Palestinians launch new confrontation tactic of “localized” terror against Israel

Three dates have emerged as the landmarks of a new outbreak of armed Palestinian violence against Israel: On Aug. 30, an army-police squad, on a routine operation for rounding up terrorist suspects, was waylaid in the Jenin refugee camp on the West Bank by fierce gangs armed with rocks, iron bars and firebombs. Then, on Sept. 13, an Israeli car was stoned in Jerusalem, killing the driver Alexander Levlovitch, 64. He was driving home on New Year’s Eve.

Palestinian rocks against Israeli cars are part of the regular landscape on roads in and outside Jerusalem, but this time it ended in murder.

The next day, the 14th, gangs of rampaging Palestinian youths fought Israeli police guards on Temple Mount for control of the Al Aqsa Mosque doors with rocks, blocks of concrete and iron bars, which had been hoarded inside the mosque.

debkafile’s counterterrorism analysts diagnose these and allied events as the opening shots of a Palestinian uprising against Israel under a different guise. Security forces are beginning to talk about “armed localized terror.”

Its most prominent features are the collaboration for ad hoc operations betwen two or more Palestinian rival groups, and their localized nature. They tend to be planned in advance for a specific arnea.

The collaborators in the Jenin outbreak were Hamas and Islamic Jihad. For the New Year attacks, Fatah (whose leader is Mahmoud Abbas) and Hamas joined hands.

They shared five objectives:

1. To sabotage Jewish celebration of the New Year festival in Jerusalem.

2.  To ratchet up the level of Palestinian clashes with Israeli security forces by the use of firebombs and other explosive devices.

3.  To establish a dominant presence on Temple Mount, divided it among the various Palestinian factions.

4.  To bar Jewish access to the Temple Mount compound, revered as the site of the Jewish Temples.

5.  To protest Israel’s decision to outlaw the Muribitun and Muribitath gangs, established by radical Muslim groups to keep Jews out of the Temple Mount compound – if necessary by force.
Over the festival, two Jewish youths were chased and attacked at the site and alleys leading to it.
6.  To warn Jordan’s King Abdullah that the Palestinians are united against his claim to restore Hashemite Muslim custodianship over Temple Mount and Al Aqsa. They viewed the king’s plan to double the number of sentries posted at the site by the Muslim Waqf religious administration, which acts in Jordan’s name on Temple Mount, as part of the king’s takeover effort.
These Palestinian extremists are satisfied with having chalked up several gains from their new aggressive strategy against Israel:

a)  Fatah and Hamas worked well together in their first operation after years of fighting each other. Their collaboration defied and further undermined the waning influence of Palestinian Authority Chairman Mahmoud Abbas.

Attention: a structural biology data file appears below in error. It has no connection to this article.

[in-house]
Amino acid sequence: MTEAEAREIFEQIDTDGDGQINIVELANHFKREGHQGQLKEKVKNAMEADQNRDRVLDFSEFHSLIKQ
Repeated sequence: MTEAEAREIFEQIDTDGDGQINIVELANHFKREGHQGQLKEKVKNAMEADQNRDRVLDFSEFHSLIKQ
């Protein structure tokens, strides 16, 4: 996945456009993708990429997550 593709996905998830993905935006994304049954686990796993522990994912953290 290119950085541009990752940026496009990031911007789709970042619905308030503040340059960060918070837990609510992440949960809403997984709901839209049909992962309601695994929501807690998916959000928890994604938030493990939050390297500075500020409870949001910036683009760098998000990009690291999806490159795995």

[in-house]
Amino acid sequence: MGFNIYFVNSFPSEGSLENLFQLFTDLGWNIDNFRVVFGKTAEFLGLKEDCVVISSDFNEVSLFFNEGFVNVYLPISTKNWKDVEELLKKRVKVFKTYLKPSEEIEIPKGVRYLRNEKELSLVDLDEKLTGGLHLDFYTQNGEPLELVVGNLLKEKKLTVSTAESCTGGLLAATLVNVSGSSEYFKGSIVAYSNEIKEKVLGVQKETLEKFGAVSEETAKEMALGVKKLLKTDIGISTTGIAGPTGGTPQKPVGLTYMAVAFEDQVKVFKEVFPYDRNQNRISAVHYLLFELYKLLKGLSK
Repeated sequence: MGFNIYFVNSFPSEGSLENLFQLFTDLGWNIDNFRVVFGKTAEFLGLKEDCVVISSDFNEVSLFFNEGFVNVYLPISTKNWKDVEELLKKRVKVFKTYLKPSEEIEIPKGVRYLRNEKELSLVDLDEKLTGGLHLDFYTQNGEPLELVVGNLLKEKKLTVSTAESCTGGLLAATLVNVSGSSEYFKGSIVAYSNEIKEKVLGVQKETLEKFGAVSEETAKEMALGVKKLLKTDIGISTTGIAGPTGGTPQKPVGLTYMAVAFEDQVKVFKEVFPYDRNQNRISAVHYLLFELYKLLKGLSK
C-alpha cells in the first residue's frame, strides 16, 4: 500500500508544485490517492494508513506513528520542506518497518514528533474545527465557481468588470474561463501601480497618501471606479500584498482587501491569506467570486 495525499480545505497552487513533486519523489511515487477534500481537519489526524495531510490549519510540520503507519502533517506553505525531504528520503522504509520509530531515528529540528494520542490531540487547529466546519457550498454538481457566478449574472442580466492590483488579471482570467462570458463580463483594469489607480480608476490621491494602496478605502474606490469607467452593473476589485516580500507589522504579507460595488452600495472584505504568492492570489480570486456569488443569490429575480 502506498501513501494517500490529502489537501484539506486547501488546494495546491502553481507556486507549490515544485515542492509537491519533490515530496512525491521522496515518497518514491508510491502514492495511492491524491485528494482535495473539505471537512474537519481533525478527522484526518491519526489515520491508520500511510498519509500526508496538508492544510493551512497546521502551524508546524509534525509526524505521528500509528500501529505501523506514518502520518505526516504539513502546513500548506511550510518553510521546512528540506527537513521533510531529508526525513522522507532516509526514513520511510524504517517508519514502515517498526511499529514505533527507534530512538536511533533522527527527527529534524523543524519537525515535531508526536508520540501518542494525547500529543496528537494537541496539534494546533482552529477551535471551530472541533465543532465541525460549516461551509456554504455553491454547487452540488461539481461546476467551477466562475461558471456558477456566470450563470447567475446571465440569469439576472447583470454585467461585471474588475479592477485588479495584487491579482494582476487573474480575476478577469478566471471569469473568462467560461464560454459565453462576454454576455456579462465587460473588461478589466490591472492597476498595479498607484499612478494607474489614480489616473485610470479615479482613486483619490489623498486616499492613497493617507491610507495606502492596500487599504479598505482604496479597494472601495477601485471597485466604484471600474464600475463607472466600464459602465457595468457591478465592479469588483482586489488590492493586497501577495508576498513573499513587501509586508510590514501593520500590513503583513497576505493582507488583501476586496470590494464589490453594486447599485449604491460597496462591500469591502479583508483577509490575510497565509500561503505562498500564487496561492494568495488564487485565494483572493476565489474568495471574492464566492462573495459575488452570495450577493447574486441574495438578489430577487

b)  One Israeli was killed.

Israel’s security services can claim a major success. A solid tip-off reaching the Shin Bet internal security service exposed the address of an apartment in the Old City of Jerusalem where pipe bombs were being assembled. A timely raid on Sept. 13, and the seizure of these improvised though deadly weapons averted a major disaster and mass casualties – possibly even at the Western Wall.
But in intelligence work, no single success can promise that every terror plot is foiled in the future too.

Israeli strategists, like their opposite numbers in Amman, are wracking their brains for effective penalties and deterrents to stem the rising spiral of Palestinian violence.
debkafile’s counterterrorism sources discern in the new escalation certain characteristics common to the clashes seen in Arab countries in recent years between opposing populations and religious groups.

Therefore, the Palestinian terror in and around Jerusalem, spilling over from last weekend, is likely to spread to other parts of the country, also encompassing Judea and Samaria, or even igniting parts of the Israeli Arab communities in solidarity with their Palestinian kin. We may be on the brink of a full-blown intifada (uprising.),

Conscious of the peril, Prime Minister Binyamin Netanyahu called an emergency meeting for Tuesday night, Sept. 15, to be attended by Defense Minister Moshe Ya’alon, Public Security Minister Gilead Erdan, Justice Minister Ayelet Shaked, Transportation Minister, Israel Katz, the Attorney General and security services chiefs.
Our sources are skeptical about this meeting producing measures for stemming the rising tide of Palestinian terror. Netanyahu’s plan to apply conventional law and order measures, such new legislation for raising the minimal jail sentence for stone-throwers, comes too late. The stone-throwers have already turned to bombs.
Long jail sentences were taken out of the government’s hands as an effective deterrent for terror when, on June 29, a Palestinian suspect won his release from administrative detention by staging a long hunger strike. The Israeli government folded under the pressure, exposing the weakness of its legal and judicial systems as tools against terrorism.
Then, on Aug. 11,Netanyahu and Ya’alon told Israeli soldiers facing Palestinian aggression that henceforth they were only allowed to fire in the air, unless they faced imminent threat to their lives.

This order was issued to cut down on the number of dead terrorists and the negative statistics in world media. But in the arenas of confrontation, the Palestinians, no longer afraid of death or injury, were encouraged to escalate their assaults and reach the current new threshold of confrontation.

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